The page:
The sprite mode word format has undergone a few revisions. The current definition of the sprite mode word is:

Bit(s)Meaning
0Set (indicator that this is a new format sprite, together with set bits in bits 27-31)
1-13Horizontal dots per inch, should be 180, 90, 45, 23/22, 11
14-26Vertical dots per inch, should be 180, 90, 45, 23/22, 11
27-30

Sprite type :

ValueMeaning
0Old format mode word (mode is a standard number)
11 bpp
22 bpp
34 bpp
48 bpp
515 bpp in 16bit values
624 bpp in 32bit values
7CMYK
824 bpp compact format (allocated but not used)
9JPEG data (allocated but not used)
10-15Reserved

31Set:Alpha channel data present. May not be set for type 0 sprites
Clear:Binary mask data present

For sprite types 1-4, the palette is only supported from RISC OS 3.6 onwards.

Although the DPI value should be the values defined above, values outside these may be supported. Certain interfaces, such as PlotSpriteTransformed, may use this information to render the sprites to the correct size for the display. Other interfaces, such as OS_ReadModeVariable and PlotSpriteScaled, may quantise these DPI values to the closest eigenfactor.

CMYK format sprites are supported from Select 2 onwards. JPEG data has been supported by third party extensions.

Mode selectors

A mode selector is a word-aligned structure that defines the properties of a mode. This includes its resolution, numbers of colours, frame rate and other mode variables.

A mode selector has the following format:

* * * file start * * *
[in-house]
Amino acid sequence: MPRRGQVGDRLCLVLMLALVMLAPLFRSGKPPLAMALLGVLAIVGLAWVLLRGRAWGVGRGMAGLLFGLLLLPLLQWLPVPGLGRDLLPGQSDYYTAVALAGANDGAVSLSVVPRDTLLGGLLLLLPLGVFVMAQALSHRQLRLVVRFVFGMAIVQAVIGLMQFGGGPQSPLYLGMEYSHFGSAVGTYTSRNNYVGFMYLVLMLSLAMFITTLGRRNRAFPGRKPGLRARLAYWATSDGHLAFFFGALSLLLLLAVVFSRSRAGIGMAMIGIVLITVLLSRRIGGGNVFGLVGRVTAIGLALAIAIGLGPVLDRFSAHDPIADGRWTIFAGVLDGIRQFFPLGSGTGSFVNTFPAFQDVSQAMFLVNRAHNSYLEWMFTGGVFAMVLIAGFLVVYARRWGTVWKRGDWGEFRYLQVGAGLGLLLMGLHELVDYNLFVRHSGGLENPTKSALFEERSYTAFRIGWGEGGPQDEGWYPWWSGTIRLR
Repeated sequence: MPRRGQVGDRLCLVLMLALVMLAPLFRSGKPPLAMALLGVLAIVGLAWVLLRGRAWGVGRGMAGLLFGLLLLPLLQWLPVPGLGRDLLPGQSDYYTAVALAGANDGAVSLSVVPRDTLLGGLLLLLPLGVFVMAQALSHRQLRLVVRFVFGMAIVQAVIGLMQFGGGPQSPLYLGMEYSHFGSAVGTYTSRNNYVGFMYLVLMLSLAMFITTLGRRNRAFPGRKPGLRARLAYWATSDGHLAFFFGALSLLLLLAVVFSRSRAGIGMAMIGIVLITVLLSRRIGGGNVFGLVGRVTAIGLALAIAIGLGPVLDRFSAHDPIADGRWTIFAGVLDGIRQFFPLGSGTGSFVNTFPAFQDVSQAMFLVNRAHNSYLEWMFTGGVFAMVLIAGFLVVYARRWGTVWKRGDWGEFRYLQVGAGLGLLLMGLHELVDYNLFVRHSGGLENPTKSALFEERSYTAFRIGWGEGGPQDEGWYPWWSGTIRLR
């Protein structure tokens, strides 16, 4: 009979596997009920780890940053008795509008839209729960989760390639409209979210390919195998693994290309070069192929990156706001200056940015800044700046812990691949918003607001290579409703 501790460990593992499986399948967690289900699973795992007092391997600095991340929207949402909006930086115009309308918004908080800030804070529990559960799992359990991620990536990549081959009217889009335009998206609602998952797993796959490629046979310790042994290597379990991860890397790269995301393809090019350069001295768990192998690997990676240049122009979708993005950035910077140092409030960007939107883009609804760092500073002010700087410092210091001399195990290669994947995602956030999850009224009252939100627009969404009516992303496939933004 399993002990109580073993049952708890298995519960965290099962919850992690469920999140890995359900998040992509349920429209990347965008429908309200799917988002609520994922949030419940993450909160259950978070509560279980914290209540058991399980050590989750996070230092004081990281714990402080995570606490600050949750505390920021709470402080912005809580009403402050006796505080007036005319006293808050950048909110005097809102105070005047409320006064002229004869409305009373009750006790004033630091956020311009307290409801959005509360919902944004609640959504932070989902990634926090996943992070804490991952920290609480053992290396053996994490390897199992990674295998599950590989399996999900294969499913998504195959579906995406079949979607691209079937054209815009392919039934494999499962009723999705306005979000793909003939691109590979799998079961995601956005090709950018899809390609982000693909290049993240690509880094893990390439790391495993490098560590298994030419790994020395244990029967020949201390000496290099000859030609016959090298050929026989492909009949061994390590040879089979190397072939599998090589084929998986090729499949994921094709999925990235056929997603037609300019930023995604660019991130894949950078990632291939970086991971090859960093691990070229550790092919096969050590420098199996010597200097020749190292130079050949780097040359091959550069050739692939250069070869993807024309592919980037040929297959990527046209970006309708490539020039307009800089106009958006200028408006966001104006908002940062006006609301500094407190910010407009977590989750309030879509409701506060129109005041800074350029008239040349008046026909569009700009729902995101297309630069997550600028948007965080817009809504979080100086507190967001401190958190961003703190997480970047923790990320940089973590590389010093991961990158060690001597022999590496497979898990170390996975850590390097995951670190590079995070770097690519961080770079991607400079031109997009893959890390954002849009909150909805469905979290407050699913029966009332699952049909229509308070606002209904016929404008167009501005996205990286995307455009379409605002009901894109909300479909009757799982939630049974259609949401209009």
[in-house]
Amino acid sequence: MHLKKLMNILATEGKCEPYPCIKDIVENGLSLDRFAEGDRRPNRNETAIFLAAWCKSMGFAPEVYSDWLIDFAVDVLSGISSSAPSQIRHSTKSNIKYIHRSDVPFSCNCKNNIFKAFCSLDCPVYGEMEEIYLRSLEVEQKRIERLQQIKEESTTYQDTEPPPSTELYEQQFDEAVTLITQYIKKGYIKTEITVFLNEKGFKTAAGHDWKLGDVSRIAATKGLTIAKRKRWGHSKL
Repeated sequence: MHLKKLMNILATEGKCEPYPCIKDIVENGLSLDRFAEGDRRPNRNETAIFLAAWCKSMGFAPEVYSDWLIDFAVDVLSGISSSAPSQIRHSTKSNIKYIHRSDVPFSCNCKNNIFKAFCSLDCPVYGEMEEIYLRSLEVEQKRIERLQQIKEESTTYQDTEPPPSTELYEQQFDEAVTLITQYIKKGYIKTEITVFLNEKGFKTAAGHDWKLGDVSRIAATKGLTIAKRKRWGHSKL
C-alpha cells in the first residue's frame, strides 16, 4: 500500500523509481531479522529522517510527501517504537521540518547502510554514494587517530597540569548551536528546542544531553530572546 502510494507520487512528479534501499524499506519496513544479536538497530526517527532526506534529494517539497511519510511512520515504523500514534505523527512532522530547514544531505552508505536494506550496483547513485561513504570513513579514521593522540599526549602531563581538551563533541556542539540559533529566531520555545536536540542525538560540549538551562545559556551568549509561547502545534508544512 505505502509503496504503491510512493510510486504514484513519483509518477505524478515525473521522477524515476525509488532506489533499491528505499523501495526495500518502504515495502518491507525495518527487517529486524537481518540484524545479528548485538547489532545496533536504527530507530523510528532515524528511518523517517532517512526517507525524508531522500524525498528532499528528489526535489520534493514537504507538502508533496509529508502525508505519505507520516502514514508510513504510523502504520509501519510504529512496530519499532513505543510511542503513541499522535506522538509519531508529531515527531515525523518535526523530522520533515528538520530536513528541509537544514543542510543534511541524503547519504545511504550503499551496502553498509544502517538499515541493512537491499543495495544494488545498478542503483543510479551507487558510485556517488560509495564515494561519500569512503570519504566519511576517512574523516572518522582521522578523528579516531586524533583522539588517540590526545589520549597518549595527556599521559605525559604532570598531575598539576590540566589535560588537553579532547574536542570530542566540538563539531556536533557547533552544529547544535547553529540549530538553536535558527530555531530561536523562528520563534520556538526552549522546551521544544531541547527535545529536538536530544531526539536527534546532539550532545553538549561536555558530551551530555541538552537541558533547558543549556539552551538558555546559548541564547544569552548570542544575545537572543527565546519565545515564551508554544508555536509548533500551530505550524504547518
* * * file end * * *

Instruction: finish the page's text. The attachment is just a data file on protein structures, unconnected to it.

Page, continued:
OffsetContents
0

mode selector flags:

Bit(s)Meaning
01 (this differentiates it from a sprite pointer)
1-7mode specifier format (0 for this format)
8-31other flags (reserved - must be zero)
4x-resolution (in pixels)
8y-resolution (in pixels)
12colour data format and depth:
ValueMeaning
01 bpp
12 bpp
24 bpp
38 bpp
415 bpp in 16 bit values
524 bpp in 32 bit values
16frame rate (in Hz); -1 => use highest rate available
20pairs of [mode variable index, value] words; there may be any number of these, including zero
n1 (terminator)

Mode variables may be given in any order, although it is recommended that they be supplied in ascending order. Repeating a variable definition has undefined behaviour.

Mode strings

To allow modes to be described within a string specification, a mode string is able to be supplied to various interfaces. Mode strings must be converted to a mode specifier before they can be used with many interfaces. OS_ScreenMode allows these mode strings to be converted to and from mode specifiers.

The mode string takes the form of a space or comma separated list of parameters. Each parameter is a sequence of alphabetic characters defining the parmeter, followed by a number sequence and possible qualifiers.

The mode string parameters have the following format:

ParameterMeaning
X#X resolution in pixels
Y#Y resolution in pixels
C#Number of colours (# = 2, 4, 16, 64, 256, 32T, 32K, 16M)
G#Number of greys (# = 4, 16, 256)
T#Teletext mode, with specified number of colours (# as C)
EX#X eigen factor (# = 0, 1, 2, 3)
EY#Y eigen factor (# = 0, 1, 2, 3)
F#Frame rate in Hz
TX#Teletext display width in characters
TY#Teletext display height in characters

Up to RISC OS Select 3, the X and Y resolution must be values from 100-9999. From Select 3 inwards, any value other than 0 may be supplied, although support for resolutions above 16384 may not be reliable.

Teletext mode selection and character width/height is supported from RISC OS Select 3 onwards.

Selection of modes with 64 colours results in an old-style VIDC 1 mode selection of a 256 colour mode with 192 derived colours. Prior to Select 3, selection of 'C256' would result in a the old-style VIDC 1 mode being selected.

The OS_ScreenMode interface for converting and selecting mode strings is supported from RISC OS Select 3 onwards.

*WimpMode supports selecting mode strings from RISC OS 3.5 onwards.